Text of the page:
Flat Economy Roundup

If you haven’t figured it out by now, our economic growth rate is flattening. On Friday, the Commerce Department reported a paltry 2.4% growth rate for the second quarter of 2010, down from the 2.7% growth rate for the first quarter of the year and significantly less than the 5.6% growth recorded in the fourth quarter of 2009. President Obama tried to make lemonade out of that economic lemon by noting that we have just successfully put a whole year of actual economic growth under our belts. Of course when you’re standing at the bottom of a hole, the only place to look is up.

The Commerce Department also revised its economic growth estimates for the last few years. These new numbers characterized a recession that was considerably worse than what had previously been assumed:

The revisions in gross domestic product, or GDP, now show zero growth in 2008. That compares with a 0.4 percent gain previously estimated.The economy also grew less in 2007 (1.9 percent) than earlier thought (2.1 percent).

For all three years, consumers spent less and home builders cut more deeply than had been thought. Those factors help explain the downward revisions on the economy.

The revisions also show that struggling state and local governments cut spending more last year than previously thought. And they spent less in 2007 and 2008.

The economy slid into its worst recession since the Great Depression in late 2007. Many economists think the recession ended last summer, although a panel of academics that dates the start and end of recessions hasn’t declared when this one ended. The panel usually does so well after the fact.

Still, the Wall Street Journal was somewhat optimistic about a number of stabilizing factors that have emerged since the end of last year:

About the best that can be said is that the report showed no signs of a looming “double dip” recession. Domestic demand was strong enough to suck in a burst of imports, which rebuts the Keynesians who are predicting another depression. Investment and business spending were strong, thanks to inventory rebuilding and some comeback in housing and commercial real estate. Disposable income also grew at a 4.4% annual rate, with less than half of it coming from government transfer payments.

Savings by households also increased again, to above 6%, which is back to the range of the early 1990s and is a healthy sign. The great deleveraging that began with business last year is now continuing with consumers. While some economists fret that this is bad for consumer “demand,” savings don’t vanish from the economy. They are recycled into lending and investment that can drive future growth if businesses see the right opportunities and have enough confidence.

Unfortunately much of the “growth” of the last three quarters was artificially manipulated by government stimulus, specifically the “cash for clunkers” program and the generous federal housing credits for new home buyers. Now that all the data is in, “cash for clunkers” seems to have itself been a complete clunker — it piled up automobile sales in the third and fourth quarters of 2009, but did absolutely nothing to raise the average automobile sales figures for that year. In addition, it took thousands of good used cars off the market, significantly narrowing choices for consumers who, in the midst of a serious recession, could not afford a new car. And now that the federal housing credit program has ended, new home sales in June 2010 have fallen to the lowest on record.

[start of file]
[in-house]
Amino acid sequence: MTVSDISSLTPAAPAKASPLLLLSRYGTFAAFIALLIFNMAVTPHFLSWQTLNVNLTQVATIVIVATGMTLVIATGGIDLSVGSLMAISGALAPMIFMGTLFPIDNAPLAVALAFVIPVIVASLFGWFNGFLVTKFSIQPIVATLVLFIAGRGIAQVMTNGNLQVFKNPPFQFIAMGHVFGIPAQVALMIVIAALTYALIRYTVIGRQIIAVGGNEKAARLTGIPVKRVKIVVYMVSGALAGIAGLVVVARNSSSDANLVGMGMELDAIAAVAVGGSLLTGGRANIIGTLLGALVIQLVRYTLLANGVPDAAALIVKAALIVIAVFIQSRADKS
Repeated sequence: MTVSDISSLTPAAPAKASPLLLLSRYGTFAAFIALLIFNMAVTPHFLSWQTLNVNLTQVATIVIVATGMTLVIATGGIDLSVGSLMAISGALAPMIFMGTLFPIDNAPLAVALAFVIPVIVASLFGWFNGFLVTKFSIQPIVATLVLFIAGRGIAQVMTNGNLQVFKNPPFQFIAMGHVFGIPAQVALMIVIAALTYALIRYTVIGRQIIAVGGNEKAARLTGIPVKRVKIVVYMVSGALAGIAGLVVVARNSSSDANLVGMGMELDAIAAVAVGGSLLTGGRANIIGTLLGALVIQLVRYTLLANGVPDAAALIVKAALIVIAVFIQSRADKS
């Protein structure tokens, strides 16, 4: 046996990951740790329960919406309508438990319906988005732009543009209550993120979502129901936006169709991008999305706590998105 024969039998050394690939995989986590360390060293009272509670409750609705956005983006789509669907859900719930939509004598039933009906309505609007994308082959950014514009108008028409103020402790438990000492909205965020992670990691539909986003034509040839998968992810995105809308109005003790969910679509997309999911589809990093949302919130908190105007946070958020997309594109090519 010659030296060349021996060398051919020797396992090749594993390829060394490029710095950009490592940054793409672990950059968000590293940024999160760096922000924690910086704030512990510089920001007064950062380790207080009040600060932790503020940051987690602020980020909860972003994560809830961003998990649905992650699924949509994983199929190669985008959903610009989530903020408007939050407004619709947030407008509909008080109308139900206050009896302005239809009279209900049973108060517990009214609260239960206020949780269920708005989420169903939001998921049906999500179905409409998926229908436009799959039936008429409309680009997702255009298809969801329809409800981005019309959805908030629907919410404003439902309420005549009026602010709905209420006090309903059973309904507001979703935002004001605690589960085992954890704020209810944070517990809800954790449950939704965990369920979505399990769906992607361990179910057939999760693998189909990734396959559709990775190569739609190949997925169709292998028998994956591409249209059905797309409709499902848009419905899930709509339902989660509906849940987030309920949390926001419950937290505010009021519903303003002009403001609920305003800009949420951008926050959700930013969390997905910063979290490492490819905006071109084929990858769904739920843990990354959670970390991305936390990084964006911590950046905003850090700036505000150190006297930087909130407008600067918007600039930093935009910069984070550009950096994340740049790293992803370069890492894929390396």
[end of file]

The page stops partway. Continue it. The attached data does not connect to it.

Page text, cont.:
All of this was done at an enormous cost to the US taxpayer. Cash for Clunkers alone is estimated to have cost the government somewhere around $24,000 per car. And this is what the Obama Administration doesn’t seem to understand. Their recovery programs have utterly failed to meet advertised goals (we should be sitting at around 8% national unemployment now, as opposed to the current 9.6%), yet in order to spur this dismal “recovery” they have, in the span of only a year and a half, racked up nearly $3 trillion in debt as a result of wild stimulus spending and an unprecedented expansion of the Federal government.

Undoubtedly the current recession has spurred businesses and consumers to straighten out their balance sheets, pay off debts, and save money. All of those things are expected behaviors. But taxpayers, particularly businesses and financially stable individuals, know that they will be the ones expected to pay for the Obama Administration’s new super-sized government. What’s causing the current slowdown in economic growth isn’t a Keynesian “paradox of thrift“; it’s a serious climate of fear created by huge impending tax increases and the cost of new government regulations. And that fear is significantly squelching both business and consumer confidence.

The economic message that Democrats seem to be test-marketing in anticipation of the fall elections is “Hey, it could have been a lot worse!” But it doesn’t take a lot of common sense to understand that without their massive expansion of government, right now things would probably be a lot better.

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